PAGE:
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Published by Karthikeyan

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Published by: Karthikeyan on May 26, 2009
Copyright:Attribution Non-commercial


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IT may have been that the fore-fathers saw it in the mountains. Or it may have been
elsewhere. Somewhere it came to the Hindu mind that the beauty of snowpeaks and
moonlight, and standing water, was different from all other loveliness of colour and
profusion and many-channelled scene.

It was as though Nature, the great Mother, were clothed in raiment of green,
broidered with birds and flowers and fruits, and veiled in blue, adorned with many
jewels, and yet as if, amidst all the restless pomp and clamour of her glory, would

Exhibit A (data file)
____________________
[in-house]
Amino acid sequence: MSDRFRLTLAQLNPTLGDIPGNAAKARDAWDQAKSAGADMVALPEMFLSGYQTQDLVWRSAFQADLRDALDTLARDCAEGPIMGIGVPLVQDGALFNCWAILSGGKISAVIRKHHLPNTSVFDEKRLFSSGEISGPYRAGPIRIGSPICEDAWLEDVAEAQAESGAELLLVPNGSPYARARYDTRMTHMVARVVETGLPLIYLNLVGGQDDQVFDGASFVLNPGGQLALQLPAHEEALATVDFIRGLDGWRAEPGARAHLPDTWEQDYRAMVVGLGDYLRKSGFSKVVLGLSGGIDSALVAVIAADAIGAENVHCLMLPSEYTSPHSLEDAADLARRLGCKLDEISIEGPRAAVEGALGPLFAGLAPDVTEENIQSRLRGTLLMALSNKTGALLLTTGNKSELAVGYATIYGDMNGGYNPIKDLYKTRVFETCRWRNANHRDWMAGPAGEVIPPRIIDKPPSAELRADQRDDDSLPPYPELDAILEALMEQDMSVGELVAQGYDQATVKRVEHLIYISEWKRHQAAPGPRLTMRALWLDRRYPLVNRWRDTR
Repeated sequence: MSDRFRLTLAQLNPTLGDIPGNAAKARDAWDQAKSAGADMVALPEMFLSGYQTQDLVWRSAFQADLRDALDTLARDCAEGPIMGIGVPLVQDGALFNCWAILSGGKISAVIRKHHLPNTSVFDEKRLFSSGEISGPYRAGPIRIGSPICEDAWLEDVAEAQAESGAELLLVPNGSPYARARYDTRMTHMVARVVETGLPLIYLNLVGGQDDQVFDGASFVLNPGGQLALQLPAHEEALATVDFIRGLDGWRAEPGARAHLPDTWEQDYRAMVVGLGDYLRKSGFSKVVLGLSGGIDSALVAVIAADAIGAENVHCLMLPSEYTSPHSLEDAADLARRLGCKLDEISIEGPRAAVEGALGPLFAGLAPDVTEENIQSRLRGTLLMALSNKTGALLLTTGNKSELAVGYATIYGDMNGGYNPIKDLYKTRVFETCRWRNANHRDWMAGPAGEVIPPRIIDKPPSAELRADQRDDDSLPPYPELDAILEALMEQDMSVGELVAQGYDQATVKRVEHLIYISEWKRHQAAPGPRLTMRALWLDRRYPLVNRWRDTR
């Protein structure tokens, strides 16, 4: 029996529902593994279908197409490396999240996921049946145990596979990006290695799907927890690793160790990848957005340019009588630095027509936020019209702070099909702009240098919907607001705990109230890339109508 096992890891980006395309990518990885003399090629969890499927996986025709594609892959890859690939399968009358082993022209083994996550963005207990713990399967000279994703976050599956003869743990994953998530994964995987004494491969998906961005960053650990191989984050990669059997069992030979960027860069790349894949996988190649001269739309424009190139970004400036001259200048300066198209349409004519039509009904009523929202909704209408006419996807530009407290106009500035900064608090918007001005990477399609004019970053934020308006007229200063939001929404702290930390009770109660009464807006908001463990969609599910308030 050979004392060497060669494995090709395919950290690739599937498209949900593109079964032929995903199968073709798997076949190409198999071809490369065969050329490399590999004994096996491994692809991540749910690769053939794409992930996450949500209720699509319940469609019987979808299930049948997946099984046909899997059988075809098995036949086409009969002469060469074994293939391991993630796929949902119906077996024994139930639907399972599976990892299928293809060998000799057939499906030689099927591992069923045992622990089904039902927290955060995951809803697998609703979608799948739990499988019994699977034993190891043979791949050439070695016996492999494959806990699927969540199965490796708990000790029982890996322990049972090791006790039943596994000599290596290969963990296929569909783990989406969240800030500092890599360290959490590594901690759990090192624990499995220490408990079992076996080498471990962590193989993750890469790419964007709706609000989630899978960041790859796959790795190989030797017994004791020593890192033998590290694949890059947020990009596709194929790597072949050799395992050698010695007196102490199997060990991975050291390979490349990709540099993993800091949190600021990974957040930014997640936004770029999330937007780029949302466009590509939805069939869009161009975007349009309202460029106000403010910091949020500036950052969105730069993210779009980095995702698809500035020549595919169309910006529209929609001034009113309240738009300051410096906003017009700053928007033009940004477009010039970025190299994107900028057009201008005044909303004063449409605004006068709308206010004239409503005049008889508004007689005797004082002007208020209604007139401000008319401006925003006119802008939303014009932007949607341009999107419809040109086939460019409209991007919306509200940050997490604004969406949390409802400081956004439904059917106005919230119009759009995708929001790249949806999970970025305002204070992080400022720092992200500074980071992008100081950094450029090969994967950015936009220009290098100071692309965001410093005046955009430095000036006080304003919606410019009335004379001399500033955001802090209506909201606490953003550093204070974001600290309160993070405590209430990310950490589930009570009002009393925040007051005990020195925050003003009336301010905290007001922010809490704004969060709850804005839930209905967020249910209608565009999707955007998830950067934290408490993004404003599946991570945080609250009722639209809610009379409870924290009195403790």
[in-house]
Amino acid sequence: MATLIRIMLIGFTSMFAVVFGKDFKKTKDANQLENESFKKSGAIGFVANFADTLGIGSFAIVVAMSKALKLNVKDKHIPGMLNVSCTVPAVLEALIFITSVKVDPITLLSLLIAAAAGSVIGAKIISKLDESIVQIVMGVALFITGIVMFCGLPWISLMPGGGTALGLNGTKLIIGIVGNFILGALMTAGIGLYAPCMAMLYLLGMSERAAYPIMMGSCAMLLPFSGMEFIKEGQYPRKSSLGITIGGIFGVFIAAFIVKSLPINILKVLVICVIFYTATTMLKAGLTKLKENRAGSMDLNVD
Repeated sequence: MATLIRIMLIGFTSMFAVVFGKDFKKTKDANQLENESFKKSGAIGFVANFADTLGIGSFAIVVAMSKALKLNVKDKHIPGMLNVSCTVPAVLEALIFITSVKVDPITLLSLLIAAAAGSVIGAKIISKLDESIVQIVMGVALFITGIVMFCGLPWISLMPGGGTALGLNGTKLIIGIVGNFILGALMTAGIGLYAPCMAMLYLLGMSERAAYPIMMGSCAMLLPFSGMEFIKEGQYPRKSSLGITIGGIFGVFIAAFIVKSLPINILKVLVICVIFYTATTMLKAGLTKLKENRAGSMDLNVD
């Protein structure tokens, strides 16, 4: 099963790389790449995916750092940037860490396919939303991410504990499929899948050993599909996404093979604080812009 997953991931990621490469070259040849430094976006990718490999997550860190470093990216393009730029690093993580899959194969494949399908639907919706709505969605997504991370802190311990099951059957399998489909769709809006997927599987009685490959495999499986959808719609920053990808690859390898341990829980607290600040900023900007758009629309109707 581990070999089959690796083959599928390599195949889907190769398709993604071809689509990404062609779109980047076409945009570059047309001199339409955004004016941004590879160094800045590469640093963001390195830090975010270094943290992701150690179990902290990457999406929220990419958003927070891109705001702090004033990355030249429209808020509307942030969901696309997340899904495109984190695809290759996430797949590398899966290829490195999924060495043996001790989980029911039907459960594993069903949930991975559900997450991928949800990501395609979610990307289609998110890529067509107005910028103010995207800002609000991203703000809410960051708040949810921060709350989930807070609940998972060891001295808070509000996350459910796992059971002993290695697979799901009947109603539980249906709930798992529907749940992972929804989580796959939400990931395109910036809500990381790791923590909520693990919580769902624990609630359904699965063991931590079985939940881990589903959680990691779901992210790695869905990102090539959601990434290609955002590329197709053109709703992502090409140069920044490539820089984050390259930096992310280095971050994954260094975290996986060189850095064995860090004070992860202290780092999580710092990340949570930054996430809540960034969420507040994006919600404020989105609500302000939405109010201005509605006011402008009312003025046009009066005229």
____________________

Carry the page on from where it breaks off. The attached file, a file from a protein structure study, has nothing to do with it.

shine through now and then, a hint of something different. Something white and
austere and pure; something compelling quiet; something silent and passionless, and
eternally alone. Even the beauty of the world, then, suggested a twofold essence.
Wherever the Hindu looked, he found this duality repeated,--light and shadow,
attraction and repulsion, microcosm and macrocosm, cause and effect. Nay, he
looked into human life

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